Food is serious business. Now, on The Main Course, host Barbara Castiglia will invite insiders on the front lines of food to share their expertise, strategies, and forecasts for navigating the ever-changing restaurant industry.
Whether a business model is successful or not, sometimes revamping just makes sense. For instance, Netflix moved from just distributing content digitally to become a leading producer of award-winning original content, exponentially multiplying its profits while increasing its stock CAGR. With that in mind, a purpose-driven business model transformation, or even a name change, can propel a company to new heights, offering consumers more to choose from and easier ways to obtain its products.
Beginning in 1990 as just a little juice shop that based its business model around the idea that eating better should be easy, for almost 30 years, Jamba Juice led the way in creating and defining the smoothie and juice category as we know it. But last year, the company dropped “Juice” from the brand’s name while adding the tagline ‘Smoothies, Juices and Bowls’, reflecting a wider array of offerings and more balanced ingredients. As Jamba, the company also launched new store designs, improved its digital platforms, upgraded their in-store experience, and more recently, introduced food trucks into its business model.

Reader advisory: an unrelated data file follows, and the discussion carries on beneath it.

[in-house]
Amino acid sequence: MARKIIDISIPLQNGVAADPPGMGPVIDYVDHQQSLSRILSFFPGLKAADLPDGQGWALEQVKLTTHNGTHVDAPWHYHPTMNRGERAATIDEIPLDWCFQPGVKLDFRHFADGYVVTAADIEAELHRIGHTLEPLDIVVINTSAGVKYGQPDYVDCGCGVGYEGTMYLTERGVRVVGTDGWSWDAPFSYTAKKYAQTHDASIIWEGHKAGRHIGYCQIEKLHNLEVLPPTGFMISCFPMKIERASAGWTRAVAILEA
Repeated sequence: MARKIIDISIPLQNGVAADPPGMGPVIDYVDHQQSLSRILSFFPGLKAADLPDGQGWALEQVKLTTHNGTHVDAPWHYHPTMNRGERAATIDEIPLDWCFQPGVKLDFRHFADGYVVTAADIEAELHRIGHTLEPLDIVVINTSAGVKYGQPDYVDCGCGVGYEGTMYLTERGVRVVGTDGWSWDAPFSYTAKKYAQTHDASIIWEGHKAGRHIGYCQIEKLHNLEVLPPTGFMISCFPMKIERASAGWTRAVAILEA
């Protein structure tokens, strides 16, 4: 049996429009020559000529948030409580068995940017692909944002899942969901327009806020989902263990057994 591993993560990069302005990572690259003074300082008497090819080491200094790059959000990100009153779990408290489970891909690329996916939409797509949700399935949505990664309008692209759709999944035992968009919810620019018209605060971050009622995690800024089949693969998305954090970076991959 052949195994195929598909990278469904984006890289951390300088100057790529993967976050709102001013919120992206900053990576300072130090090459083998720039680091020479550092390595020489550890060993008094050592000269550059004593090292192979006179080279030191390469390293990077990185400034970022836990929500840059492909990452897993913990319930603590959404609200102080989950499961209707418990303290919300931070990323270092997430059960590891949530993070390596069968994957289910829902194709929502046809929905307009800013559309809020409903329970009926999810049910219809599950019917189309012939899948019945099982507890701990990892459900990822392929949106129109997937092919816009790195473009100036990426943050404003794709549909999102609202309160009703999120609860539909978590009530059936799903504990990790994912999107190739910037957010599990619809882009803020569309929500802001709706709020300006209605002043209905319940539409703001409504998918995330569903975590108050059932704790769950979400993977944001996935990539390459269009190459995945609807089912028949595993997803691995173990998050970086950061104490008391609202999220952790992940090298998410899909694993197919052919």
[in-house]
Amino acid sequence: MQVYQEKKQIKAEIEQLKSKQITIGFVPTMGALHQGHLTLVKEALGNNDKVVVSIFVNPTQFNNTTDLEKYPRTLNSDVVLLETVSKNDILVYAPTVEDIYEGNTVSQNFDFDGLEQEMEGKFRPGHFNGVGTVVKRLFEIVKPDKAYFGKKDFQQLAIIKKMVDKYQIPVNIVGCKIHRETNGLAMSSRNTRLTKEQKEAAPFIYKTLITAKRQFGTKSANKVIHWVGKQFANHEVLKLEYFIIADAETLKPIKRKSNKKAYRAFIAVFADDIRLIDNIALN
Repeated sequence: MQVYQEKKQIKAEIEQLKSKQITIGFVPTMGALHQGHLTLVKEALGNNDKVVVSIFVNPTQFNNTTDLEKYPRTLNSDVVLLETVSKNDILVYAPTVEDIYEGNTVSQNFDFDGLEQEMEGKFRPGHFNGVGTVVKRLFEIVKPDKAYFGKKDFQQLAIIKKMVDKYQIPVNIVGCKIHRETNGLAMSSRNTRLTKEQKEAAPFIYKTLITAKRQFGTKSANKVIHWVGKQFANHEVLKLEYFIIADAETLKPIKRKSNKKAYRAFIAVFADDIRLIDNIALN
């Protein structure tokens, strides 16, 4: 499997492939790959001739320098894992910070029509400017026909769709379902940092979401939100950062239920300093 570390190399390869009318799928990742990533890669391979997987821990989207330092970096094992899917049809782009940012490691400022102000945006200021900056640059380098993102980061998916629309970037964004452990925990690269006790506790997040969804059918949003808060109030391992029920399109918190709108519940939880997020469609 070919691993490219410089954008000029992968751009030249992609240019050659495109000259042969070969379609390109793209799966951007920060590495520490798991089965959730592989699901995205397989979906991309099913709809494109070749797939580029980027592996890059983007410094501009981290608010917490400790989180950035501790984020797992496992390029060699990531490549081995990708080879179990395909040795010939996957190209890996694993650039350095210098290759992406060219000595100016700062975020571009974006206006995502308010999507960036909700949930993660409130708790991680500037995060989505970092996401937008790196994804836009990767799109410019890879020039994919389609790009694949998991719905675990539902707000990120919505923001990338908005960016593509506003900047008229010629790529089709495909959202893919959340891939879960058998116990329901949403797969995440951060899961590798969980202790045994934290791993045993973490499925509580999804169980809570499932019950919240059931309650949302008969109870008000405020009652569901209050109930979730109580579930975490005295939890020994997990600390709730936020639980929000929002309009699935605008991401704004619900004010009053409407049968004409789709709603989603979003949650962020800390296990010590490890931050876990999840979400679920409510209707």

On today’s episode of The Main Course, host Barbara Castiglia sits down with Jamba President Geoff Henry—a veteran of the food & beverage sector with stints that include leadership roles for some of the world’s most recognized brands (Coca-Cola, Dunkin’ Donuts, etc)—to discuss the reasons and details behind the brand’s extraordinary evolution, the importance of consumer engagement via social media platforms, what gives them a leg up on the competition, how they’ve fared during the pandemic, and the partnerships and plans (food trucks!) for the future that will help to keep pushing Jamba forward.
“On the food truck side, obviously that’s a fun space—lots of brands looking at food trucks. For us, we see it as one more access point. We’re trying to make sure that we can serve the guests wherever they are, whenever they’re looking for a Jamba.” Henry continued, “To help increase the brand awareness and touchpoints in many of our markets, we’re working with existing franchisees to add food trucks to their portfolio of stores. And then also, in certain geographic locations, starting with a store and a food truck so that they can have more penetration for the brand and build awareness in that market makes a ton of sense.”